I wrote back in January about how more private sector jobs had been created in 2010 than in Bush’s entire 8 years in office. I think this was a significant accomplishment. But there were and are a number of things hindering continued growth, some more complicated than others. But knowing how American voters vote (i.e. with the economy), Obama’s got to find a way to address everything he can to get his job groove back and get re-elected in 2012.
Environmental Regulations are Good for the Economy & Jobs
First things first, environmental regulations create jobs. Of course, the Tea Party won’t tell you this, as its whole (stated) agenda is to limit government efforts to clean up industry.
Numerous macro-scale and micro-sale studies have shown that environmental regulations over the last 10+ years have spurred great economic growth and created numerous jobs. And why wouldn’t they? They make industry develop cleaner technologies (which creates jobs). They make industry do more to take care of the environment we all rely on (which creates jobs). A report by the White House Office of Management and Budget (OMB) found, last year, that clean air and clean water regulations cost the U.S. about $26 to $29 billion from 1999-2009, but their benefits ranged from $82 to $533 billion.
Furthermore, if you think about the thousands and thousands of endangered plants and animals and maintaining healthy biodiversity in the world, it takes people to monitor these endangered species and ensure that they survive.
Larger, Macro-scale Job Issues
Next, it’s worth pointing out that we’re facing job trends far beyond the realm of the Obama administration, and have been for a long time. As Fareed Zakaria of the Chicago Times nicely summarizes,
… for 20 years, America has had huge difficulties creating jobs. After every recession since the Second World War, once gross domestic product recovered to pre-recession levels, employment also returned to pre-recession levels within about six months.
Until 1990. In the recession that began in 1990, it took 15 months for jobs to come back after the gross domestic product had recovered. In the recession of 2001, it took 39 months for jobs to come back.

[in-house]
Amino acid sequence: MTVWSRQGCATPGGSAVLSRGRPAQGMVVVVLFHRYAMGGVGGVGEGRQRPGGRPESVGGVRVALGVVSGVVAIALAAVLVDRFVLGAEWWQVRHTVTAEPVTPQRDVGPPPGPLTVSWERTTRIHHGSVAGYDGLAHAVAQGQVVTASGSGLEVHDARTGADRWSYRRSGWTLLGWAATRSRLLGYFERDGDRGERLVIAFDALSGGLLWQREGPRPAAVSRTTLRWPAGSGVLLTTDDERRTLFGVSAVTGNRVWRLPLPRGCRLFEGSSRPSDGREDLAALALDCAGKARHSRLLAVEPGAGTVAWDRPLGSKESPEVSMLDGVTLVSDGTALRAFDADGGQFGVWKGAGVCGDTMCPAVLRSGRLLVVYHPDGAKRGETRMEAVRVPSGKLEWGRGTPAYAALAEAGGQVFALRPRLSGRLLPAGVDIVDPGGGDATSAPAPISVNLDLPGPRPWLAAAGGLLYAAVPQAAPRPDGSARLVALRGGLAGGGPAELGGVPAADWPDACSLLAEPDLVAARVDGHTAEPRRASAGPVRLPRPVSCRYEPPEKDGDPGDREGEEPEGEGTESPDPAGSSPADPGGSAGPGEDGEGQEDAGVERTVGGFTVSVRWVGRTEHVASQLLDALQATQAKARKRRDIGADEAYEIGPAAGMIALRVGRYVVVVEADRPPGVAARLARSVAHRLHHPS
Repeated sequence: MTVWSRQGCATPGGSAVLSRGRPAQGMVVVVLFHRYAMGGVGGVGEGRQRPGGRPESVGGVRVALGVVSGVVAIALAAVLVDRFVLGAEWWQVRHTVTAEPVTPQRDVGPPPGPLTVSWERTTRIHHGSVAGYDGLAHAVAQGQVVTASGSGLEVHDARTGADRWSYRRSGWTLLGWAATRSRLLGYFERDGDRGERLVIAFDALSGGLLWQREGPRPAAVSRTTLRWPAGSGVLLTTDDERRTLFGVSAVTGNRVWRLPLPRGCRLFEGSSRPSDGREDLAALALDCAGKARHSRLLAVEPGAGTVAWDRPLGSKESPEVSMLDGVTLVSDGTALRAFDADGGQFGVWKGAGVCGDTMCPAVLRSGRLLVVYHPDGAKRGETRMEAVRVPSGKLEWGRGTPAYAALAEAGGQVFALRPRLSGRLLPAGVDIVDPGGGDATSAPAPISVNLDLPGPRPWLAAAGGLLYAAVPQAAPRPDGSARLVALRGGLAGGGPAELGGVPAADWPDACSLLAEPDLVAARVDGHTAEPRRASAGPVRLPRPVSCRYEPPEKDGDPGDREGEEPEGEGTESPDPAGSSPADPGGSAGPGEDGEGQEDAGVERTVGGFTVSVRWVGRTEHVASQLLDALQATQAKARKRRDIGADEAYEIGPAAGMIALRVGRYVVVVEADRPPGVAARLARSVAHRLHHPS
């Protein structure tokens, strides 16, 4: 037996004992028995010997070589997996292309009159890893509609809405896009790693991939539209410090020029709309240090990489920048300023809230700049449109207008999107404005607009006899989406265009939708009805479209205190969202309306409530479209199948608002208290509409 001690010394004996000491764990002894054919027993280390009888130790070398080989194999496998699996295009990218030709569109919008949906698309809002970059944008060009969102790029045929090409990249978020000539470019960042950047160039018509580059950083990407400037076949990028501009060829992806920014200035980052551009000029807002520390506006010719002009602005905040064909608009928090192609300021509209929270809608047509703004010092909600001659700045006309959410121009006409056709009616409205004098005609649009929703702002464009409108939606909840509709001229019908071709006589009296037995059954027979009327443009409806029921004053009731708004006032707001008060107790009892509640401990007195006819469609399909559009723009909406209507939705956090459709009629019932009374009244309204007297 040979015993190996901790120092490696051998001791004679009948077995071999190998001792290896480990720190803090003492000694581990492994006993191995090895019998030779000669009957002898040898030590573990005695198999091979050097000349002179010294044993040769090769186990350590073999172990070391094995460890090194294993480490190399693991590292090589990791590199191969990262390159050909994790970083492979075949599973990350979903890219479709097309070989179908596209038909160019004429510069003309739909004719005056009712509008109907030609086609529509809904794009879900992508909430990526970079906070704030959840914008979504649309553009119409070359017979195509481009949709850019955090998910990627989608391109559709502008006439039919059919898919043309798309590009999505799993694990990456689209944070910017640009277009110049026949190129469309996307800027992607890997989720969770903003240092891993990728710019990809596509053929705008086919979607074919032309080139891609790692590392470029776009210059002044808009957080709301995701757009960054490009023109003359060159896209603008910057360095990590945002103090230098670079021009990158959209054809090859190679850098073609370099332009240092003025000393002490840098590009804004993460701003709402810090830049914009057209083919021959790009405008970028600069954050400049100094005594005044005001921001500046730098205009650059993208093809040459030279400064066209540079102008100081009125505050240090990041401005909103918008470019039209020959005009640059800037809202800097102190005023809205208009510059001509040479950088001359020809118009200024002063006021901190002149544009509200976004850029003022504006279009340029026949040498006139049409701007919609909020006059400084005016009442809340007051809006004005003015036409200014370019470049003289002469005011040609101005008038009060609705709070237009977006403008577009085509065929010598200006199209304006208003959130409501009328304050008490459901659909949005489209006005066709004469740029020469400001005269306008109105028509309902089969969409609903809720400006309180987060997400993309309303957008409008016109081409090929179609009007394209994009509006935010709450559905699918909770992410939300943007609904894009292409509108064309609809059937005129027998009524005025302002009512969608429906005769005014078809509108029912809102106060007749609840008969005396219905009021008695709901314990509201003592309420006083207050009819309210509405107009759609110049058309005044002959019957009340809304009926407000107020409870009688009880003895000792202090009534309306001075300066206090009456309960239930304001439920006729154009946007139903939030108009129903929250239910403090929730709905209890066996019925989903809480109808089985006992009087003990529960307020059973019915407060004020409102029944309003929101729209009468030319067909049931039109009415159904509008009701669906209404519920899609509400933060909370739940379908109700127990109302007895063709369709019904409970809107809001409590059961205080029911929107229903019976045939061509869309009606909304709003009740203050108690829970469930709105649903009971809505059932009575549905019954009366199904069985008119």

And now? Since the start of this year, American GDP has returned to its pre-crisis levels — but with 6.8 million fewer workers. At the current rate of job creation, it will take 60 months — five years! — before employment returns to pre-recession levels.
Wow, right? But that’s not all. A lot of our previous job growth was in government and healthcare, which can’t keep growing at the rates they were.
While the causes for these long-term trends are not certain, two big factors are widely considered to be a large factor:
1. the tremendous growth of IT over the past couple decades has reduced the need for human employees in many businesses and sectors;
2. globalization and relaxing of trade regulations has made it very easy and financially logical for U.S. businesses to relocate many of their jobs overseas to countries where they can pay much less for the work.
How could Obama tackle such phenomena? That’s a hard question.
The Tea Party
I think it’s clear to anyone who has looked into the matter at all that two of our best options for creating good, long-term jobs in the U.S. are by 1. making the U.S. a clean energy research, development, and manufacturing center and 2. investing in large, long-term infrastructure projects (which are sorely needed anyway).
These are probably two of our best hopes for job creation. Cutting taxes for large businesses and the richest of the rich is not going to help. They are already raking in record-breaking profits. If they wanted to spend more money and create jobs in the process, they could now. They’re not.
While Obama has had some success in creating jobs through clean energy investment and environmental regulations, it has been a central goal of the Tea-Party-led Republican party from day one of his presidency (or before that) to make sure he does not succeed, to make Obama a one-term president. That does seem to override it’s supposed interest in creating U.S. jobs and it has held numerous job-creation policies of the Obama administration hostage or trimmed them down so much that the were less than effective.
The fact that making Obama a failure is in line with letting industry pollute at an unprecedented rate makes it that much easier for the Tea Party to block Obama’s best hopes for economic success. Global citizens, Tea Party leaders are not. Solar and wind power pioneers, Tea Party leaders are not. U.S. job creators, Tea Party leaders are not. Protecters of the wealthiest of the wealthy, Tea Party leaders seem to be. And, for now, Obama can’t get much done with them controlling so much of Congress.
But, if he doesn’t find a way to have more influence, exert more power, he could be out of a job in 2012 as well. Peter Nicholas of the LATimes reports:
Pollster Stanley B. Greenberg, who polled for Clinton’s White House, said voters had little patience for political leaders who limited policy proposals to what the opposition would support. “White House officials can “get trapped in ‘what can get through Congress’ and the constraints of that debate,” Greenberg said, recalling similar arguments in the Clinton years. “Voters want you to break out of that” and answer the question, “What are you battling for?” he said.
Article by Zachary Shahan, appearing courtesy ecopolitology.